Letters to the Editor

Disturbing letters

As much as I appreciate our freedom of expression, I do not appreciate it when people expose their uninformed, emotionally charged opinions that are based on manipulated brainwashing. In particular, I refer to the comments in your Nov. 28. issue about the photograph of Max Hoerning.

When are we waking up to reality that most wars are deliberately staged by a very few evil manipulators with the aim of personal and financial gain and in total disregard for the suffering of the people. The Second World War was not started by Hitler, but by financial interests in England and the United States.

Fortunately, the real facts are now available, but it takes an open mind to learn and understand. No soldier in the Second World War died for a good cause — they were manipulated to be murderers, or to be murdered, and it doesn’t matter on which side they fought.

Did many Canadian youths volunteer to go to war, because they were being brainwashed on how much fun it is, just as the youths in Iraq and Afghanistan blow themselves up, because they were brainwashed to believe that they will instantly go to heaven where seven virgins will wait for them?

On the subject of art, I was appalled to watch the presentation of Agnes Martin. Comments in your paper remind me of the emperor’s new suit. I want to be the little boy who said the emperor is naked, or in other words, Agnes Martin is no artist.

Protect our natural legacy

Judging by his letter in this newspaper last week Mr. Ernie Marven is clearly a man whose opposition to the establishment of a national park is sincere and deeply felt. But his strong revulsion has clearly impaired his judgment. He sees evil purposes at work behind Parks Canada holding an open house in Kelowna. People from the Central Okanagan were good enough to sit on the LRMP, but their views should count for nothing on the national park issue?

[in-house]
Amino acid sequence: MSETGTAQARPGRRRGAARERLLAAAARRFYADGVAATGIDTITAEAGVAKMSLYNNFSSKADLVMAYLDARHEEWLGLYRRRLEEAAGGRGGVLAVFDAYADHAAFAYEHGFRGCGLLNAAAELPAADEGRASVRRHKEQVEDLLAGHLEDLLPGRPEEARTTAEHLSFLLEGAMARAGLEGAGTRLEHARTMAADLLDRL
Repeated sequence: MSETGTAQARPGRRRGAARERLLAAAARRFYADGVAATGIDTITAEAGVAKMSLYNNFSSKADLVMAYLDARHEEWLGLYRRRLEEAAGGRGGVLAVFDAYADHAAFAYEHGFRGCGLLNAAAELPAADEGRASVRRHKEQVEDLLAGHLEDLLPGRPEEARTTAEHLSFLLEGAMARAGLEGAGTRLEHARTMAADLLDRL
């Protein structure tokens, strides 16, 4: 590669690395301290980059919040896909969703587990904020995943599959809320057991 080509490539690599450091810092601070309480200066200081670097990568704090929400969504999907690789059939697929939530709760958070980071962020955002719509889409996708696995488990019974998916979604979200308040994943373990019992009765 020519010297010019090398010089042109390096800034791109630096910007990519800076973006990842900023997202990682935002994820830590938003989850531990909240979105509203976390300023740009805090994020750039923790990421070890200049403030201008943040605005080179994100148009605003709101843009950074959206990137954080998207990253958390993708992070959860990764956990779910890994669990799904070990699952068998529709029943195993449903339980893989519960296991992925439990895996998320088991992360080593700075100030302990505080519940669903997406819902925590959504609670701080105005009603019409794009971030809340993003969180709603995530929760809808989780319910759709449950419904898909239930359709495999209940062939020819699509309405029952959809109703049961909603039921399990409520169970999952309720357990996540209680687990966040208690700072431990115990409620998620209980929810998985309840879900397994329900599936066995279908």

Mr. Marven engages in the ever-popular Canadian sport of Ottawa bashing. Parks Canada sets up citizens advisory boards made up of local interest groups, and they hire local people to staff their parks.

Mr. Marven brings his lawyerly skills to bear on the question of what the national park acts forbids, and concludes all this is a pointless waste of money. He then suggests we spend more on an inquiry! He underestimates our Canadian talent for finding a way to make things work.

We do hope that Parks Canada will purchase additional private lands for conservation, but presumably, they will look for large ranches, not “$100-150,000 per acre, prime grape growing properties”, as suggested by Mr. Marven. They may be bureaucrats, but I trust they’re not idiots.

Which brings me to the true targets of Mr. Marvin’s misguided ire — those weird, deceitful, naturalists — a group to which I am proud to claim membership. According to Mr. Marvin we are spoiled greedy children, sneaking behind the “LRMP’s back” and selling out our children’s birthrights for ... well it’s not clear exactly why Mr. Marvin thinks we’re willing to sell out our kids. Mr. Marven invites readers to ask a naturalist (he says preservationist evidently a cuss word for him) — “what are you giving up?”

The honest answer he says is “nothing.” At last we have something we can agree upon! Naturalists will benefit from a park, as will the great majority of citizens who enjoy a quiet time in the great outdoors without the racket of the internal combustion engine in its many incarnations, and the sight of condos poking out of every hilltop.